UK car production fell by -13.7 per cent in June according to SMMT figures. This is the third consecutive month of decline resulted in a -2.9% year-to-date dip in output. While this is still the second highest for 12 years, it is clear to most industry observers that the graph showing growth has reached the summit and the decline has begun. At the heart of this is the Brexit negotiations and the uncertainty arising from them, because the European Union is by far their biggest customer and supplier.
Production for export continued to underpin volumes in 2017 with overseas demand for British-built cars falling by nearly 1 per cent in the first six months, with 683,826 cars shipped overseas. The percentage of cars for export now stands at 78.9 per cent – the highest for five years.
Meanwhile, demand from their home market new car sales declined -9.5 per cent to 182,830 units, as the UK new car market is definitely cooling in line with forecasts following a long period of record growth. If this decline continues as forecast, it will influence used car availability and prices for Irish buyers regardless of tariffs or currency exchange rates in two to four years.
Although there is much uncertainty, production is forecast to rally in the second half of 2017, according to the latest independent forecast. However, I believe this projection is optimistically based on some new models and updates planned for production later this year, many from premium brands, helping cement the UK as the world’s second biggest producer of premium cars after Germany. The new introductions mentioned are for the record are the: Range Rover Velar; Nissan Qashqai (facelift); Aston Martin Vantage; Jaguar XF Sportbrake; Aston Martin V8 Vantage; and Lotus Evora 400 Roadster.
In addition, market softness both in the UK and certain key export markets may see the 2017 forecast revised. Looking further ahead, the base outlook (which assumes some sort of Brexit deal in place) has been revised such that, by 2020, the analysis forecasts the sector just missing the ambition of two million cars by 2020. I fear more optimism at play here, where the forecast is to grow output from a forecast of 1.92m units this year to 1.99m by 2020. For that to be achieved it would require very successful Brexit negotiations and a much more conciliatory approach by negotiators on the British side.
As concerns mount over Brexit and the effect of the ongoing uncertainty on investment, the analysis also suggests that failure to secure a deal, or at the very least, an interim arrangement maintaining current trading conditions, will cause output to fall in 2019. Supply chain disruption caused by ‘hard’ border controls as the UK leaves the customs union and price increases driven by WTO tariffs, could result in a 10 per cent hit to production, taking volumes back to 2016 levels.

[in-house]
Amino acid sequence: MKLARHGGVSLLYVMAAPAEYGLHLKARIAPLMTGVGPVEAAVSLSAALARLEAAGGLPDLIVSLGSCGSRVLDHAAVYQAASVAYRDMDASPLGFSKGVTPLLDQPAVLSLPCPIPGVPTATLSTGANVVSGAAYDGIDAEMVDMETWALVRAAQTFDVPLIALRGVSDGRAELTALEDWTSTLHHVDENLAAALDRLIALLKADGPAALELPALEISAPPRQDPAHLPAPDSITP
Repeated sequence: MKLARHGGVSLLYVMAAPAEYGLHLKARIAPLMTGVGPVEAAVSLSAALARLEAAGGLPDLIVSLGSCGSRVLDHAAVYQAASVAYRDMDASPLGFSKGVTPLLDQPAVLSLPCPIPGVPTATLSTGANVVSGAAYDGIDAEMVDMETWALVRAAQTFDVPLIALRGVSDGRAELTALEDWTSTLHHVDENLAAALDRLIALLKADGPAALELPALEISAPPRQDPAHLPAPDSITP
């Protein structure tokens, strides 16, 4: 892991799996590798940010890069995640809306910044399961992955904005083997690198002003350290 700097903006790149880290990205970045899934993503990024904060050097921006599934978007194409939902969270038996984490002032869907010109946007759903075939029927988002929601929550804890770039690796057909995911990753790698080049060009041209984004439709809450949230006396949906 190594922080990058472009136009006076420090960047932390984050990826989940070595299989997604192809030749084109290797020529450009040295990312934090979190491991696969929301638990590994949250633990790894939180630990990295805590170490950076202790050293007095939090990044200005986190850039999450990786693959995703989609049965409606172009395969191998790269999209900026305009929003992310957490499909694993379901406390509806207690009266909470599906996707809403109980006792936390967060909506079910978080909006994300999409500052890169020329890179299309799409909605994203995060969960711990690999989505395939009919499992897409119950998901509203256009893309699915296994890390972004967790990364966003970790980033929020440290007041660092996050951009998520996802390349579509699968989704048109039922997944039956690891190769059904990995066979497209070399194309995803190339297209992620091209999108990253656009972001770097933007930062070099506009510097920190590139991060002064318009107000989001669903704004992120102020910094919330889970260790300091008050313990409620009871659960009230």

There are three possible options being talked about in this regard. The cliff-edge scenario where there is no Brexit agreement or interim deal from April 2019 and the UK immediately reverts to WTO tariff arrangements and there are ‘hard border’ customs check. That would reduce forecast for UK car production in 2019 to: 1,72m units.
The second is A ‘midway’ agreementis reached between the EU and UK whereby vehicles are subject ao a 5 per cent tariff with light touch customs checks for the automotive sector. The forecast would then rise to 1,89m units.
The third would be the British auto industry’s preferred, and a transitional agreement is reached whereby there is no material change to current arrangements until 2021, at which point a 3.5 per cent tariff on vehicles is applied and an electronic customs system is introduced. That would see a forecast for 2019 car production of 1,92m units.
Mike Hawes, SMMT Chief Executive, tells us, “World-class engineering, productivity, strong government collaboration and massive investment in the past few years have helped UK Automotive become a global success story. At the heart of this has been the free and frictionless trade we’ve enjoyed with the EU – by far our biggest customer and supplier. But Brexit uncertainty is not helping investment and growth is stalling. The government has been in “listening” mode but now it must put on the table the concrete plans that will assure the future competitiveness of the sector. Investors need certainty so, at the very least, the UK must seek an interim deal which maintains single market and customs union membership until we have in place the complex new agreement sought with the EU.”